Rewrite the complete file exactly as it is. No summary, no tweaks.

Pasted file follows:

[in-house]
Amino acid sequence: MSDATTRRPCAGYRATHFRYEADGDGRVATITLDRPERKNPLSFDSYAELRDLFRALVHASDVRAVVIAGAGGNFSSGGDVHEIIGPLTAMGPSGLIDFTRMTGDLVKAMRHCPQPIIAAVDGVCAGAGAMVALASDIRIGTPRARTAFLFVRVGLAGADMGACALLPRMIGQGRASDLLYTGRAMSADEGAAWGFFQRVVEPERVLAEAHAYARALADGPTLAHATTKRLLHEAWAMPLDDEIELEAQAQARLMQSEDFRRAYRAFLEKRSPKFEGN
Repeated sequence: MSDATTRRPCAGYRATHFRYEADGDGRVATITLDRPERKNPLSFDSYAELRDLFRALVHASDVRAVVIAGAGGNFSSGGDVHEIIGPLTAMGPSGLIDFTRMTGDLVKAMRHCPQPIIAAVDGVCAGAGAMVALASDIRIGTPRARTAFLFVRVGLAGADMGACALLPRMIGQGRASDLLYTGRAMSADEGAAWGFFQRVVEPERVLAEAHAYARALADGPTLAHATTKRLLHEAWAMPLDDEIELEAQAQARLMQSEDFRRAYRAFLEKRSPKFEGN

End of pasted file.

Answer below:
[in-house]
Amino acid sequence: MSDATTRRPCAGYRATHFRYEADGDGRVATITLDRPERKNPLSFDSYAELRDLFRALVHASDVRAVVIAGAGGNFSSGGDVHEIIGPLTAMGPSGLIDFTRMTGDLVKAMRHCPQPIIAAVDGVCAGAGAMVALASDIRIGTPRARTAFLFVRVGLAGADMGACALLPRMIGQGRASDLLYTGRAMSADEGAAWGFFQRVVEPERVLAEAHAYARALADGPTLAHATTKRLLHEAWAMPLDDEIELEAQAQARLMQSEDFRRAYRAFLEKRSPKFEGN
Repeated sequence: MSDATTRRPCAGYRATHFRYEADGDGRVATITLDRPERKNPLSFDSYAELRDLFRALVHASDVRAVVIAGAGGNFSSGGDVHEIIGPLTAMGPSGLIDFTRMTGDLVKAMRHCPQPIIAAVDGVCAGAGAMVALASDIRIGTPRARTAFLFVRVGLAGADMGACALLPRMIGQGRASDLLYTGRAMSADEGAAWGFFQRVVEPERVLAEAHAYARALADGPTLAHATTKRLLHEAWAMPLDDEIELEAQAQARLMQSEDFRRAYRAFLEKRSPKFEGN